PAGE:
2.1 Direct way to the material

The Holocaust is naturally an emotional and difficult topic which is still hard to handle. Therefore, it is important to provide the reader with an easier access to the story. At first, it may seem illogical to use animals instead of humans to make the topic more accessible, as one would usually think that it is less complicated to evolve a connection with one’s kind. However, the portrayal of characters through animals facilitates the connection of the reader with the material.

This becomes clear when taking a closer look at some panels of the comic (cf. appendix 1). The young Vladek is depicted with a suit, a tie and a white button-down, creating a sophisticated and wealthy-looking appearance. His former girlfriend Lucia wears a tight-fitting skirt, a blouse and jewelry. In addition, they are both standing in an upright position, and are shown without a tail. Furthermore, their hands consist of four fingers and a thumb and Vladek lives in a furnished apartment. Their heads look like mice heads, with big ears and a snout with whiskers. Nevertheless, their facial expressions are human. Lucia is shown crying with a tear running down her cheek, and she raises her eyebrows when she is angry. Vladek also uses gestures associated with human behavior, as he lifts is flat hand next to his chest while explaining the end of their relationship.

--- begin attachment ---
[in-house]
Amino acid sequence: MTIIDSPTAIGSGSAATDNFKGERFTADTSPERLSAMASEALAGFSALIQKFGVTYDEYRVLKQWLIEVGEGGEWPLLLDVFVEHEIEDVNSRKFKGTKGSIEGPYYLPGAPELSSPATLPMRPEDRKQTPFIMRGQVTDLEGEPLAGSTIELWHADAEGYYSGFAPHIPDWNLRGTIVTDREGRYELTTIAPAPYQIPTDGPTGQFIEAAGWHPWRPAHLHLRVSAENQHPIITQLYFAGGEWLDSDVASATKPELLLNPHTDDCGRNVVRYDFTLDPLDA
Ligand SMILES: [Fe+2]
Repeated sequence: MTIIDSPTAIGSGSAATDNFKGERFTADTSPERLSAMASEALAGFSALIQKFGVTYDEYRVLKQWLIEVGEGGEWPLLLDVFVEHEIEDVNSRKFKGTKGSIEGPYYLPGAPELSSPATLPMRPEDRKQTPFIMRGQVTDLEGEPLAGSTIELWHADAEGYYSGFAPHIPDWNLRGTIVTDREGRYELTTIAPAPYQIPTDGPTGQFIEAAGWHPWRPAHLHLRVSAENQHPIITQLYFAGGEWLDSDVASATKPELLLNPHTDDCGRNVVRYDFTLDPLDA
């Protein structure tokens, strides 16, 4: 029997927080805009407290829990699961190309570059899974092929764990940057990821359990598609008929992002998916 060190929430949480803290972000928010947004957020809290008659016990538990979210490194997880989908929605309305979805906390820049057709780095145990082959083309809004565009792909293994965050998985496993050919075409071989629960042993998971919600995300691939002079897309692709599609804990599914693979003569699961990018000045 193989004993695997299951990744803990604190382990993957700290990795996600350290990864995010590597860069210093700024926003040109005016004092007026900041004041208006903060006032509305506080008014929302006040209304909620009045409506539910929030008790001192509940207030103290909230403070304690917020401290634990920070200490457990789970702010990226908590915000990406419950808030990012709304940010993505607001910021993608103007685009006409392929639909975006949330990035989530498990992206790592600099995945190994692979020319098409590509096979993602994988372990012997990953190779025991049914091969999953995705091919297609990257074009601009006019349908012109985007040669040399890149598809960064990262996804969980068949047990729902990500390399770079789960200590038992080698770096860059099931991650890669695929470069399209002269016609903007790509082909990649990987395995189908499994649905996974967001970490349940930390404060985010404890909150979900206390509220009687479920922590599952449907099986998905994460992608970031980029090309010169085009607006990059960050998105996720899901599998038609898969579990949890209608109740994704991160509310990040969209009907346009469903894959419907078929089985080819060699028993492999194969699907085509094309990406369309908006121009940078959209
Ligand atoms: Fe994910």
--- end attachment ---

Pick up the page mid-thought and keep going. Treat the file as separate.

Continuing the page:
As animals are natural, we try to read their feelings and understand their actions. Children can already relate to animals and share empathy, especially when they are depicted with large heads and walk on two legs, as the animals remind them of humans (Boyd 224). This can also be applied on the reaction of the reader towards the animals in Maus. They are drawn in a human way, and because of their behavior, posture, clothes, and facial expressions, they do not appear like animals. In that reason, by depicting them with clearly human features, Spiegelman simplifies the process of connecting with the characters. According to Boyd, “we can project ourselves onto them […]” (226). This is even furthered by the style of comic, as the graphic novel is drawn simplistically, the facial expressions are universally recognizable, easing the understanding of their emotions for a global readership. Additionally, “[the reader] can humanize [animals] or moralize them” (Boyd 226). In Maus, the humanization has already been initiated by Spiegelman and the way in which he draws the animals. He shows them with clothes and human behavior. Therefore, they do not really look like animals rather like humans with animal heads. Thus, as they seem so like us in the comic “they evoke [emotions like] awe, fear, admiration, gratitude, love, [and] exasperation” (Boyd 225) which help the reader to relate to the characters more easily and to create a connection. This connection fosters the access to the topic and allows the audience to gain an emotional as well as a very personal insight in the story.